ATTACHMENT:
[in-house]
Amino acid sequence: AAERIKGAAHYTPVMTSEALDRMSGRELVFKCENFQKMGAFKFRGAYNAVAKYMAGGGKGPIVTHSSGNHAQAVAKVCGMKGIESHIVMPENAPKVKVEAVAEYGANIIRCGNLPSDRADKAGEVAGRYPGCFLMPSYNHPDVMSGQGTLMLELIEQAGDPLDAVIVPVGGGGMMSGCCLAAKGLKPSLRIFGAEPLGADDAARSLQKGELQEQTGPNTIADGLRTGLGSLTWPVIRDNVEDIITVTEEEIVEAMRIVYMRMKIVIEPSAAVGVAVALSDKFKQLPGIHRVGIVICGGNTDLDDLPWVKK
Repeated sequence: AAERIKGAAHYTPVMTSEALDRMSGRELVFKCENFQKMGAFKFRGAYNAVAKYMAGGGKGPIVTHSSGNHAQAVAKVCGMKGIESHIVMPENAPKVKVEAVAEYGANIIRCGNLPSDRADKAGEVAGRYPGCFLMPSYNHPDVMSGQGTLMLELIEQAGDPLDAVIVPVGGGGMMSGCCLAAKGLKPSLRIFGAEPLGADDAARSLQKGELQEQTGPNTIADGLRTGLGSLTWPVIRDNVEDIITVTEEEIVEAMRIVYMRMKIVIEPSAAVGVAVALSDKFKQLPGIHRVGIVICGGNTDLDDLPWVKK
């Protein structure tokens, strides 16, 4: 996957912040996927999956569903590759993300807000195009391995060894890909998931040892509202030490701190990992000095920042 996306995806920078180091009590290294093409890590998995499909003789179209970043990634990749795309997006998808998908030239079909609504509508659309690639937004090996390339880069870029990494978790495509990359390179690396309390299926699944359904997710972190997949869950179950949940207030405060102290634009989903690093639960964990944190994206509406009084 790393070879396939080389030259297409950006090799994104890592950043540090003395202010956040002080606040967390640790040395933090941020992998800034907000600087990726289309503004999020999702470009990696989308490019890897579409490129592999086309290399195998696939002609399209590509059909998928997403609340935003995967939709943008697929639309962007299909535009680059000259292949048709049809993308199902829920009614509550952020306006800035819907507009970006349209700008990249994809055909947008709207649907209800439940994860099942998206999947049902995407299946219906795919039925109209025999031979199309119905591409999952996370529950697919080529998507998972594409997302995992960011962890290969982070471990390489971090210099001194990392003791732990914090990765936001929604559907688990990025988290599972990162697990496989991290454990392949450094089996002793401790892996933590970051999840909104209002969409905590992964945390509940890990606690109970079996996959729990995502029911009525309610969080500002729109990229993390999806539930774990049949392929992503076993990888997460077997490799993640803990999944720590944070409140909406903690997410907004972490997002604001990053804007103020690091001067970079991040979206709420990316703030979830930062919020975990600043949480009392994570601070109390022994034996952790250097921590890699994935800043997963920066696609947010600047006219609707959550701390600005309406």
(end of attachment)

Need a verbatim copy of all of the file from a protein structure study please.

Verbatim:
[in-house]
Amino acid sequence: AAERIKGAAHYTPVMTSEALDRMSGRELVFKCENFQKMGAFKFRGAYNAVAKYMAGGGKGPIVTHSSGNHAQAVAKVCGMKGIESHIVMPENAPKVKVEAVAEYGANIIRCGNLPSDRADKAGEVAGRYPGCFLMPSYNHPDVMSGQGTLMLELIEQAGDPLDAVIVPVGGGGMMSGCCLAAKGLKPSLRIFGAEPLGADDAARSLQKGELQEQTGPNTIADGLRTGLGSLTWPVIRDNVEDIITVTEEEIVEAMRIVYMRMKIVIEPSAAVGVAVALSDKFKQLPGIHRVGIVICGGNTDLDDLPWVKK
Repeated sequence: AAERIKGAAHYTPVMTSEALDRMSGRELVFKCENFQKMGAFKFRGAYNAVAKYMAGGGKGPIVTHSSGNHAQAVAKVCGMKGIESHIVMPENAPKVKVEAVAEYGANIIRCGNLPSDRADKAGEVAGRYPGCFLMPSYNHPDVMSGQGTLMLELIEQAGDPLDAVIVPVGGGGMMSGCCLAAKGLKPSLRIFGAEPLGADDAARSLQKGELQEQTGPNTIADGLRTGLGSLTWPVIRDNVEDIITVTEEEIVEAMRIVYMRMKIVIEPSAAVGVAVALSDKFKQLPGIHRVGIVICGGNTDLDDLPWVKK
């Protein structure tokens, strides 16, 4: 996957912040996927999956569903590759993300807000195009391995060894890909998931040892509202030490701190990992000095920042 996306995806920078180091009590290294093409890590998995499909003789179209970043990634990749795309997006998808998908030239079909609504509508659309690639937004090996390339880069870029990494978790495509990359390179690396309390299926699944359904997710972190997949869950179950949940207030405060102290634009989903690093639960964990944190994206509406009084 790393070879396939080389030259297409950006090799994104890592950043540090003395202010956040002080606040967390640790040395933090941020992998800034907000600087990726289309503004999020999702470009990696989308490019890897579409490129592999086309290399195998696939002609399209590509059909998928997403609340935003995967939709943008697929639309962007299909535009680059000259292949048709049809993308199902829920009614509550952020306006800035819907507009970006349209700008990249994809055909947008709207649907209800439940994860099942998206999947049902995407299946219906795919039925109209025999031979199309119905591409999952996370529950697919080529998507998972594409997302995992960011962890290969982070471990390489971090210099001194990392003791732990914090990765936001929604559907688990990025988290599972990162697990496989991290454990392949450094089996002793401790892996933590970051999840909104209002969409905590992964945390509940890990606690109970079996996959729990995502029911009525309610969080500002729109990229993390999806539930774990049949392929992503076993990888997460077997490799993640803990999944720590944070409140909406903690997410907004972490997002604001990053804007103020690091001067970079991040979206709420990316703030979830930062919020975990600043949480009392994570601070109390022994034996952790250097921590890699994935800043997963920066696609947010600047006219609707959550701390600005309406």